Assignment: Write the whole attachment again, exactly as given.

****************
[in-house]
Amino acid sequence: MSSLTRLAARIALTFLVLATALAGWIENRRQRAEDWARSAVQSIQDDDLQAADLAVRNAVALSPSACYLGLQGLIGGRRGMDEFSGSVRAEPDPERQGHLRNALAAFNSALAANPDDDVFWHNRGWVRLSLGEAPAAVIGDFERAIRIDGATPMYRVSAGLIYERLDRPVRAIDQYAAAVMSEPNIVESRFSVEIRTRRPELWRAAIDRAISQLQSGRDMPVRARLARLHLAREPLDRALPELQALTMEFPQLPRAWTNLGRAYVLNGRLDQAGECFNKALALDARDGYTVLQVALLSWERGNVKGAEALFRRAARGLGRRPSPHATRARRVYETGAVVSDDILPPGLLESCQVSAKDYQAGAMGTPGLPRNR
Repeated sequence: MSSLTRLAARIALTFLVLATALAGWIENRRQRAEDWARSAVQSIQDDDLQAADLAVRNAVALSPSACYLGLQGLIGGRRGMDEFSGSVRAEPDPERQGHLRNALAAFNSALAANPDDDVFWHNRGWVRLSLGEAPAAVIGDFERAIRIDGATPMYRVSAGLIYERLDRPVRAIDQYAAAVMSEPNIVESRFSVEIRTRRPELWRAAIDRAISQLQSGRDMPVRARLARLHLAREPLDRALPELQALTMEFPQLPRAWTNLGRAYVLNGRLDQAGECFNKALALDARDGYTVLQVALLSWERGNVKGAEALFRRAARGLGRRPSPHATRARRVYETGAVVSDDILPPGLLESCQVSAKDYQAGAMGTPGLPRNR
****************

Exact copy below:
[in-house]
Amino acid sequence: MSSLTRLAARIALTFLVLATALAGWIENRRQRAEDWARSAVQSIQDDDLQAADLAVRNAVALSPSACYLGLQGLIGGRRGMDEFSGSVRAEPDPERQGHLRNALAAFNSALAANPDDDVFWHNRGWVRLSLGEAPAAVIGDFERAIRIDGATPMYRVSAGLIYERLDRPVRAIDQYAAAVMSEPNIVESRFSVEIRTRRPELWRAAIDRAISQLQSGRDMPVRARLARLHLAREPLDRALPELQALTMEFPQLPRAWTNLGRAYVLNGRLDQAGECFNKALALDARDGYTVLQVALLSWERGNVKGAEALFRRAARGLGRRPSPHATRARRVYETGAVVSDDILPPGLLESCQVSAKDYQAGAMGTPGLPRNR
Repeated sequence: MSSLTRLAARIALTFLVLATALAGWIENRRQRAEDWARSAVQSIQDDDLQAADLAVRNAVALSPSACYLGLQGLIGGRRGMDEFSGSVRAEPDPERQGHLRNALAAFNSALAANPDDDVFWHNRGWVRLSLGEAPAAVIGDFERAIRIDGATPMYRVSAGLIYERLDRPVRAIDQYAAAVMSEPNIVESRFSVEIRTRRPELWRAAIDRAISQLQSGRDMPVRARLARLHLAREPLDRALPELQALTMEFPQLPRAWTNLGRAYVLNGRLDQAGECFNKALALDARDGYTVLQVALLSWERGNVKGAEALFRRAARGLGRRPSPHATRARRVYETGAVVSDDILPPGLLESCQVSAKDYQAGAMGTPGLPRNR